To read the texts click on the texts: Isa 25:6-10; Mt 15:29-37
While in a similar context, Mark narrates the story of the healing of a deaf man with an impediment in his speech, (Mk 7:31-37) Matthew omits this miracle and instead, introduces the miracle of the feeding of the four thousand. While the miracle of the feeding of the four thousand is the only miracle narrated by all the four Gospels, this miracle is narrated by Mark and Matthew. While it is clear that Mark wanted to show two separate feedings, the first and more abundant for the Jews (Mk 6:35-44) and the second and less abundant, for the Gentiles (Mk. 8:1-10), this cannot be Matthew’s intention, because in his Gospel, there seems to be no scope for a Gentile mission. This is why Matthew has altered Mark substantially. All of Mark’s references, to show this as a Gentile feeding, have been omitted or altered by Matthew. Thus, Matthew omits Mark’s Gentile location in the Decapolis, as well as the Markan note that some had come from a great distance. Matthew’s picture is thoroughly Jewish—the “God of Israel” who is praised in Matthew’s conclusion, is not a Gentile acclamation but is in the language of Israel’s own liturgy (Pss 40:14; 71:18; 105:48; Lk 1:68). In addition to preserving it simply because it was in Mark, Matthew seems to welcome another picture, useful in this section that portrays Jesus acting compassionately for Israel while in conflict with the Jewish leadership. In Matthew’s retelling, the two feedings have been assimilated to each other, so that he emphasizes the similarities between the two feedings rather than the differences between them. The Messiah of Israel, typically, almost stereotypically, heals and feeds.
A number of interpretations have been given to explain this miracle. The main ones are:
(1) A miraculous event of feeding hungry people actually happened in the life of Jesus. Jesus was such a charismatic figure that people went away from his presence healed and filled.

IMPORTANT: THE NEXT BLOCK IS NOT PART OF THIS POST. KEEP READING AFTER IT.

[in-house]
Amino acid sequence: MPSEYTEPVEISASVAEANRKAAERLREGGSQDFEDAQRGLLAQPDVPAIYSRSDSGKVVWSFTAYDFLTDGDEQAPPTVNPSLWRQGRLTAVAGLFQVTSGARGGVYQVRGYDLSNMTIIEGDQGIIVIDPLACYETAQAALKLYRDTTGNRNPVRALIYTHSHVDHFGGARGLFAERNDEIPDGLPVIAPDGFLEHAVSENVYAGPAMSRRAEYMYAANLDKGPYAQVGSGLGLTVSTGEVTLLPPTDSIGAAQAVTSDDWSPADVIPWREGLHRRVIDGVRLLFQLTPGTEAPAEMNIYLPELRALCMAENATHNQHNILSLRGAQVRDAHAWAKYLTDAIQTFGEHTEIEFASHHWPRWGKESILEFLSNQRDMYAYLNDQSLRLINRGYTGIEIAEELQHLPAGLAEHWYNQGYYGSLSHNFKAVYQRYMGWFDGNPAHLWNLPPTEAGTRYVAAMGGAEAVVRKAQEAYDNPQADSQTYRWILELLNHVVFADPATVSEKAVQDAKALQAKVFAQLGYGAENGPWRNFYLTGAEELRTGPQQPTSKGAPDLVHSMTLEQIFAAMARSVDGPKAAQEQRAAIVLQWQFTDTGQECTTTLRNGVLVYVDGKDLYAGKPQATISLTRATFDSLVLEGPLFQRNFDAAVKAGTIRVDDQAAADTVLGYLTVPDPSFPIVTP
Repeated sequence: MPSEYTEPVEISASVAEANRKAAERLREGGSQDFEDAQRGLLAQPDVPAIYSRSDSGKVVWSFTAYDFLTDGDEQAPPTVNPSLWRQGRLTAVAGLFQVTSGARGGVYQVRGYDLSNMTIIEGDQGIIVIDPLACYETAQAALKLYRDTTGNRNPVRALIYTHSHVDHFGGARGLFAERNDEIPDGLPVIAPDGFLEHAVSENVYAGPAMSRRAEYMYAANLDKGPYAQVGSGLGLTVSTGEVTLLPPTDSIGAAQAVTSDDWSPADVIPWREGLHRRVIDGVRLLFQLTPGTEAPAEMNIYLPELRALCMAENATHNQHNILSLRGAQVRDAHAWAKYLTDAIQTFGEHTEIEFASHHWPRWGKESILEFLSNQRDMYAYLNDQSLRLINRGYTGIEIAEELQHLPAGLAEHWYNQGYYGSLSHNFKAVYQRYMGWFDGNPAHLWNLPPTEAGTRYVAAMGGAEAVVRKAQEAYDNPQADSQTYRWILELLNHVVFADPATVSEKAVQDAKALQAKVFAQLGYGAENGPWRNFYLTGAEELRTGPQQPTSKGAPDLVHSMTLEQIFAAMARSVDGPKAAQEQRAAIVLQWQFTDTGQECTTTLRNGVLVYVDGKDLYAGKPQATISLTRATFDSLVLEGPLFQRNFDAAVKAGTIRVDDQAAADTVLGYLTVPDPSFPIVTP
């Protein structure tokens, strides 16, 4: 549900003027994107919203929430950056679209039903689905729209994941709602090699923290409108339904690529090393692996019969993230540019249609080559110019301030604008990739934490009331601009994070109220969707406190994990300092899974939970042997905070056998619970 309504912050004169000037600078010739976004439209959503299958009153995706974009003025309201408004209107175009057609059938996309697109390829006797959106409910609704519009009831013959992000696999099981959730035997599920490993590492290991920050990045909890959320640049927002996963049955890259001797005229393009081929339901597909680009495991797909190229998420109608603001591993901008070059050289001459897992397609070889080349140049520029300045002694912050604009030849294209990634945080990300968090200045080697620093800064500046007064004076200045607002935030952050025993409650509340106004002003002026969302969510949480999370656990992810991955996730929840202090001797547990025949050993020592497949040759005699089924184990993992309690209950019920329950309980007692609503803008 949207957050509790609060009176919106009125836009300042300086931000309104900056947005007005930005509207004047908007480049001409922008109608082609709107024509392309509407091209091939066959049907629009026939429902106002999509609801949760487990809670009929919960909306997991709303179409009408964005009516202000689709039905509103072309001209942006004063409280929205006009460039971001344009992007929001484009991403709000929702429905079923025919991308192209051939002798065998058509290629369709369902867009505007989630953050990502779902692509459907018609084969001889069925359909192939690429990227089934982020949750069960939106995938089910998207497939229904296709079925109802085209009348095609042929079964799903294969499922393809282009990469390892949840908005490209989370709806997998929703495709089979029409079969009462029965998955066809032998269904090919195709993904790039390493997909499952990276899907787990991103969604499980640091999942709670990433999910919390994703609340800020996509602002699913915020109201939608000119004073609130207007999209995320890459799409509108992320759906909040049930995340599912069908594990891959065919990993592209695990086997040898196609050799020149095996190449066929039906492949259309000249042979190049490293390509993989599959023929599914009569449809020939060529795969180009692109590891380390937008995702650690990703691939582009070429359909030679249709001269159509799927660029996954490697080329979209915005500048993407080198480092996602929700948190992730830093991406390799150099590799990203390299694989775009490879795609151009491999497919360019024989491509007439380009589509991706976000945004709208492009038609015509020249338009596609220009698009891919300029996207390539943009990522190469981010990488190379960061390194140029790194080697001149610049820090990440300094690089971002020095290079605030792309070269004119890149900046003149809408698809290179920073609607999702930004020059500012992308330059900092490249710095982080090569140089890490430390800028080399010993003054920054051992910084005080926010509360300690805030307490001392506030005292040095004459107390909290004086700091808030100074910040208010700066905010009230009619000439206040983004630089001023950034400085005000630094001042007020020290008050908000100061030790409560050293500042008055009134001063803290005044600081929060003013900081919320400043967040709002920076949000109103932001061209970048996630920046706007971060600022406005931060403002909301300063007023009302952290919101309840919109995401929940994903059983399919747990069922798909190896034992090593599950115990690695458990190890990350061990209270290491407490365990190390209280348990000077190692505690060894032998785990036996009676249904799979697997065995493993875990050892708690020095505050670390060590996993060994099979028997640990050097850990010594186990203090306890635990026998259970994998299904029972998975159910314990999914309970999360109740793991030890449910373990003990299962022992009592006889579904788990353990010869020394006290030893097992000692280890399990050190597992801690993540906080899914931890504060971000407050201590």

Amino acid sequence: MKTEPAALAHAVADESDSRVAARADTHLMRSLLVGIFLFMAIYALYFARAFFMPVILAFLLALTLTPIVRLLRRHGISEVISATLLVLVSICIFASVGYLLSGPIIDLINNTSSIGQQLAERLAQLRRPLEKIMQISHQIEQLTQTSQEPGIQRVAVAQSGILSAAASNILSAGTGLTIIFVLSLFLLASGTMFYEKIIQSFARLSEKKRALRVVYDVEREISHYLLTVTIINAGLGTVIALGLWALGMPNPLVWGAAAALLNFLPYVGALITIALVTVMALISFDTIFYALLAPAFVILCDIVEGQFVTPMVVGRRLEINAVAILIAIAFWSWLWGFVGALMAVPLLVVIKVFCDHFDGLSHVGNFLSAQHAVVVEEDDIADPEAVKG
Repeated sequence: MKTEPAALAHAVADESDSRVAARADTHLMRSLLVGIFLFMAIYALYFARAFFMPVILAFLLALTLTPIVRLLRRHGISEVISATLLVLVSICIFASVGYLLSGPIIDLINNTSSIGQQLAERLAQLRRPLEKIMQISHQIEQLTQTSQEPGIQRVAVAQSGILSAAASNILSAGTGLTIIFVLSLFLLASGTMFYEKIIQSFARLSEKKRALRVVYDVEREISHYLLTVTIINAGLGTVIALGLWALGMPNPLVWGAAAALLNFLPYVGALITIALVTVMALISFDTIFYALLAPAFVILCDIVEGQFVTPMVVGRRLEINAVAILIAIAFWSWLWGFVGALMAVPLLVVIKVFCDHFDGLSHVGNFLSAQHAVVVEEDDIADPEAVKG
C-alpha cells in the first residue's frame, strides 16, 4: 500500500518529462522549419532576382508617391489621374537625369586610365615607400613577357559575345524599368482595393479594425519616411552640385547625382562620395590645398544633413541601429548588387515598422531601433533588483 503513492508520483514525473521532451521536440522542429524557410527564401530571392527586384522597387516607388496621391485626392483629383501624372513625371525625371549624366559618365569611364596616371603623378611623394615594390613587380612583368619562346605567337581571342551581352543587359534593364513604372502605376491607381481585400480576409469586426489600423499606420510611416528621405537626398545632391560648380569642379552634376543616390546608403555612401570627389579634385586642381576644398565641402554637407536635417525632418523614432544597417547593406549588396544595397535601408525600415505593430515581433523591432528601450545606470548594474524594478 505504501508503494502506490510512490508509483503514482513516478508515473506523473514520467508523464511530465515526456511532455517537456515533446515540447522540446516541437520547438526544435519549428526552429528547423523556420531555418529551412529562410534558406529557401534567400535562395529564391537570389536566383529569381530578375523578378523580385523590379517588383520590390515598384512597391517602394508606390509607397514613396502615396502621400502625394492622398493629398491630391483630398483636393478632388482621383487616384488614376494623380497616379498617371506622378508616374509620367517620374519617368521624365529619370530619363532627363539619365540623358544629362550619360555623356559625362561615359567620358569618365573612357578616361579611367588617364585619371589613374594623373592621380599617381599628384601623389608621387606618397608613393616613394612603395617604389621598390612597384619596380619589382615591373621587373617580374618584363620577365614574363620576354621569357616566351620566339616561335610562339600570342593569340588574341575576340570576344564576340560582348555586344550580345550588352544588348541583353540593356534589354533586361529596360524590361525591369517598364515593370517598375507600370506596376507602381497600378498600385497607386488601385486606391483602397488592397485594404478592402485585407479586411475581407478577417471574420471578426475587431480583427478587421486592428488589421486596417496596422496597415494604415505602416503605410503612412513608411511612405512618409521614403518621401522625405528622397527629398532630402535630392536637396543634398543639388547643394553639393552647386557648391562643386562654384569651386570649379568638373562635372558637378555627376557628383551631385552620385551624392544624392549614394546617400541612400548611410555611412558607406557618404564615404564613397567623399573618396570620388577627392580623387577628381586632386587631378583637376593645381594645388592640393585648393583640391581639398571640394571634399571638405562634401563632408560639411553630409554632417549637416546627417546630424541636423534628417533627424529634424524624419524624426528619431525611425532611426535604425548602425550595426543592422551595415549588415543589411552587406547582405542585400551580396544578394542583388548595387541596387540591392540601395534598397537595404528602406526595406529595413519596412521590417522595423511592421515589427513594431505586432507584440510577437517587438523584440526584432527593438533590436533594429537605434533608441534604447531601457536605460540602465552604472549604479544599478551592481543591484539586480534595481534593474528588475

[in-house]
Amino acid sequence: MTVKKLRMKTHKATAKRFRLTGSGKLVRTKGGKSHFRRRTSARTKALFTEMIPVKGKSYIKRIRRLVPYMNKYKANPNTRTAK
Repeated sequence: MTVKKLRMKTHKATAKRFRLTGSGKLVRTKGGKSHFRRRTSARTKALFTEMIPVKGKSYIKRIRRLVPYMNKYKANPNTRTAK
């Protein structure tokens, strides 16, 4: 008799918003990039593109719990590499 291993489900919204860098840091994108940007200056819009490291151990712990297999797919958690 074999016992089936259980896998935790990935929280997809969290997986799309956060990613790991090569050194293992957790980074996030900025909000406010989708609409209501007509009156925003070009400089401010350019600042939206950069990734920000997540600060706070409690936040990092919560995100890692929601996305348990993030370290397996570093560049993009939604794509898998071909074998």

(2) A symbolic meal was conducted by Jesus for his followers, foreshadowing the messianic banquet. This was later elaborated into a miracle story in which the numbers were exaggerated.
(3) Jesus gave the people a lesson in altruism or unselfishness by sharing with others the little food that he and his disciples had with them. This action of Jesus motivated others to do the same and there was enough for all.
(4) The story is not fact, but symbol. It summarizes the life of Jesus. His was a life of selflessness and service, a life of giving to everyone who was in need.
However the story may be interpreted, what comes across strongly is the concern and compassion that Jesus has for the crowd. It is a practical concern, one that shows itself in action.
The abundance of the remains, even after such a large number of people have been fed, stresses the generosity of God, revealed in Jesus. Our God is a generous God who gives not only bread to the hungry, but even his very self. He showed this through the Incarnation and the ministry of Jesus. However, this was shown in the most perfect of ways on the Cross. The miracle is thus a call to accept the generosity of God and to show that we have accepted it by the generosity we show to others.